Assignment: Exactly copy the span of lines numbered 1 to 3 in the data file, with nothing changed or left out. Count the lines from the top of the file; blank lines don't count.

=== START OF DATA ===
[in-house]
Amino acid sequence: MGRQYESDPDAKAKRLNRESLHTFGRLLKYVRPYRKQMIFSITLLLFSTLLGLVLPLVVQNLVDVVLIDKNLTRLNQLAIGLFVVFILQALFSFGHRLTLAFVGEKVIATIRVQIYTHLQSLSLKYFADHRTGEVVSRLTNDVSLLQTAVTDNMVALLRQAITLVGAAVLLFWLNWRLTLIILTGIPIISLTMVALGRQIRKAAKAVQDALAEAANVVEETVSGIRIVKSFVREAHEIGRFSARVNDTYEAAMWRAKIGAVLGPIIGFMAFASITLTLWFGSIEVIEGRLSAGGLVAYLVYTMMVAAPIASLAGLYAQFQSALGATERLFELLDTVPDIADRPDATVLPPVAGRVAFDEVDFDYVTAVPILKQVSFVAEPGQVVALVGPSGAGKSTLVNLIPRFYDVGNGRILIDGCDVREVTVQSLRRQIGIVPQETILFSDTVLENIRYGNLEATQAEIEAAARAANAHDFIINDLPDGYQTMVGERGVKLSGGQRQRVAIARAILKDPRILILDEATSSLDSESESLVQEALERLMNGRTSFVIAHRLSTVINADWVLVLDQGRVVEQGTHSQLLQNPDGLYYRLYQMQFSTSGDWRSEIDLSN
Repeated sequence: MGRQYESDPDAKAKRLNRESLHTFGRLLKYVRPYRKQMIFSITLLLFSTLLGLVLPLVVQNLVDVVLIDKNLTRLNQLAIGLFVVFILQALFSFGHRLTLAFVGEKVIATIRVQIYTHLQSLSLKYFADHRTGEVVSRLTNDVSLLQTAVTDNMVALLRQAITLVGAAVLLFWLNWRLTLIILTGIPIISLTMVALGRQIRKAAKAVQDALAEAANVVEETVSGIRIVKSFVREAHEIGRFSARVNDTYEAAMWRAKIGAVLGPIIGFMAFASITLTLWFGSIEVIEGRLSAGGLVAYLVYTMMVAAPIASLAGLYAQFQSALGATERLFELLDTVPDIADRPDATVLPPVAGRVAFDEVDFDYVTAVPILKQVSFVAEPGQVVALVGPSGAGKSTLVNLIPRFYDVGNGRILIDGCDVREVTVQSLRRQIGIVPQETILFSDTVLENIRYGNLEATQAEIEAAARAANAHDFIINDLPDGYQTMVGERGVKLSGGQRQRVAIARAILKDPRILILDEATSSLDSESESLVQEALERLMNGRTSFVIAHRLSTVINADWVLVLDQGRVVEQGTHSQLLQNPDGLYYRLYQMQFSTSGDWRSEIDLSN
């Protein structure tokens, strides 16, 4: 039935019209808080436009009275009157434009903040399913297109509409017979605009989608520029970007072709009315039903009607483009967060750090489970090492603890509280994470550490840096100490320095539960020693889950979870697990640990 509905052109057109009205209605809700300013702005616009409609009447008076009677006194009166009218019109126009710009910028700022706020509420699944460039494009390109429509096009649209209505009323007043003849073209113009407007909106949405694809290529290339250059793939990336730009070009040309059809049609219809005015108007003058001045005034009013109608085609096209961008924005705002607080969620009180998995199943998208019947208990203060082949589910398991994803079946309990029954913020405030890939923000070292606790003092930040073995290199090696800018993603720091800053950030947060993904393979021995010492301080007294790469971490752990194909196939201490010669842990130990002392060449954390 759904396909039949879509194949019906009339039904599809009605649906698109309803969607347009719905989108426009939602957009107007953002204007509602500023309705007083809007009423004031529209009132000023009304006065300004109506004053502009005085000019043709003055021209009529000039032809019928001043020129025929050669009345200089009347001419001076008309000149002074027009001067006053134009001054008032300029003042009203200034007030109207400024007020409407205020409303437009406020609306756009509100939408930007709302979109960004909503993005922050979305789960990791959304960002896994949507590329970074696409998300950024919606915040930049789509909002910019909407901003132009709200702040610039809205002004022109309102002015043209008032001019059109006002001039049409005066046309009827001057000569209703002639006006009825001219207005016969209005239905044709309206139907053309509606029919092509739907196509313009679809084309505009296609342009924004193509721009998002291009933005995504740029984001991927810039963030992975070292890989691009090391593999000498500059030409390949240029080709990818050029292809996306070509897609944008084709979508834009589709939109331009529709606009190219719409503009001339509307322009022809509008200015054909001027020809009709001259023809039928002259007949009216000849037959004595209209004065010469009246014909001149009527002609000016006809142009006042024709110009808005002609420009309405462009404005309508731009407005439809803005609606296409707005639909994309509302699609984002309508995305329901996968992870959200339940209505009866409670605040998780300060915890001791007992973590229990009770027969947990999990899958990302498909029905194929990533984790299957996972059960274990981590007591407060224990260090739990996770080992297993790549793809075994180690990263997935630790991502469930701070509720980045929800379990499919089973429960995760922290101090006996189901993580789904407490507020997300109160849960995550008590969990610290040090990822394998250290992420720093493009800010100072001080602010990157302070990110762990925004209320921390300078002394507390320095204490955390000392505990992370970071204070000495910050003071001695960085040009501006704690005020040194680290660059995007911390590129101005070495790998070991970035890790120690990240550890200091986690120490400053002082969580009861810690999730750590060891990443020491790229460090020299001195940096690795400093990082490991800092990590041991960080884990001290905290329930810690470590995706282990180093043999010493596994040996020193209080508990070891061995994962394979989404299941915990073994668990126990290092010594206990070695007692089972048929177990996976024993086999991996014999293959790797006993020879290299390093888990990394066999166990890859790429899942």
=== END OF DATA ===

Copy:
[in-house]
Amino acid sequence: MGRQYESDPDAKAKRLNRESLHTFGRLLKYVRPYRKQMIFSITLLLFSTLLGLVLPLVVQNLVDVVLIDKNLTRLNQLAIGLFVVFILQALFSFGHRLTLAFVGEKVIATIRVQIYTHLQSLSLKYFADHRTGEVVSRLTNDVSLLQTAVTDNMVALLRQAITLVGAAVLLFWLNWRLTLIILTGIPIISLTMVALGRQIRKAAKAVQDALAEAANVVEETVSGIRIVKSFVREAHEIGRFSARVNDTYEAAMWRAKIGAVLGPIIGFMAFASITLTLWFGSIEVIEGRLSAGGLVAYLVYTMMVAAPIASLAGLYAQFQSALGATERLFELLDTVPDIADRPDATVLPPVAGRVAFDEVDFDYVTAVPILKQVSFVAEPGQVVALVGPSGAGKSTLVNLIPRFYDVGNGRILIDGCDVREVTVQSLRRQIGIVPQETILFSDTVLENIRYGNLEATQAEIEAAARAANAHDFIINDLPDGYQTMVGERGVKLSGGQRQRVAIARAILKDPRILILDEATSSLDSESESLVQEALERLMNGRTSFVIAHRLSTVINADWVLVLDQGRVVEQGTHSQLLQNPDGLYYRLYQMQFSTSGDWRSEIDLSN
Repeated sequence: MGRQYESDPDAKAKRLNRESLHTFGRLLKYVRPYRKQMIFSITLLLFSTLLGLVLPLVVQNLVDVVLIDKNLTRLNQLAIGLFVVFILQALFSFGHRLTLAFVGEKVIATIRVQIYTHLQSLSLKYFADHRTGEVVSRLTNDVSLLQTAVTDNMVALLRQAITLVGAAVLLFWLNWRLTLIILTGIPIISLTMVALGRQIRKAAKAVQDALAEAANVVEETVSGIRIVKSFVREAHEIGRFSARVNDTYEAAMWRAKIGAVLGPIIGFMAFASITLTLWFGSIEVIEGRLSAGGLVAYLVYTMMVAAPIASLAGLYAQFQSALGATERLFELLDTVPDIADRPDATVLPPVAGRVAFDEVDFDYVTAVPILKQVSFVAEPGQVVALVGPSGAGKSTLVNLIPRFYDVGNGRILIDGCDVREVTVQSLRRQIGIVPQETILFSDTVLENIRYGNLEATQAEIEAAARAANAHDFIINDLPDGYQTMVGERGVKLSGGQRQRVAIARAILKDPRILILDEATSSLDSESESLVQEALERLMNGRTSFVIAHRLSTVINADWVLVLDQGRVVEQGTHSQLLQNPDGLYYRLYQMQFSTSGDWRSEIDLSN